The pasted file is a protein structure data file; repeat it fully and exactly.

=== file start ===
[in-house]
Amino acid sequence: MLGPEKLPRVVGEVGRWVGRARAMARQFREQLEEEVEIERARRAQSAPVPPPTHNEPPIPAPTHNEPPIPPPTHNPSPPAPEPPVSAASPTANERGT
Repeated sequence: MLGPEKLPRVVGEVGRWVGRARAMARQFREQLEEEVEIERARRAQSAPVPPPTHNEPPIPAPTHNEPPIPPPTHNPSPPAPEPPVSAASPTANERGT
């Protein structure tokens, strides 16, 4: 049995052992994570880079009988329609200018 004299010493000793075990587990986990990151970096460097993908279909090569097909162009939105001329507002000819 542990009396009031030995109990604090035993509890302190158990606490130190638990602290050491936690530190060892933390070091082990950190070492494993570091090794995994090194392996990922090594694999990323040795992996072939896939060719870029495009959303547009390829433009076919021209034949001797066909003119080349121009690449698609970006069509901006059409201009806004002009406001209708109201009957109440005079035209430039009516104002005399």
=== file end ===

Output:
[in-house]
Amino acid sequence: MLGPEKLPRVVGEVGRWVGRARAMARQFREQLEEEVEIERARRAQSAPVPPPTHNEPPIPAPTHNEPPIPPPTHNPSPPAPEPPVSAASPTANERGT
Repeated sequence: MLGPEKLPRVVGEVGRWVGRARAMARQFREQLEEEVEIERARRAQSAPVPPPTHNEPPIPAPTHNEPPIPPPTHNPSPPAPEPPVSAASPTANERGT
């Protein structure tokens, strides 16, 4: 049995052992994570880079009988329609200018 004299010493000793075990587990986990990151970096460097993908279909090569097909162009939105001329507002000819 542990009396009031030995109990604090035993509890302190158990606490130190638990602290050491936690530190060892933390070091082990950190070492494993570091090794995994090194392996990922090594694999990323040795992996072939896939060719870029495009959303547009390829433009076919021209034949001797066909003119080349121009690449698609970006069509901006059409201009806004002009406001209708109201009957109440005079035209430039009516104002005399």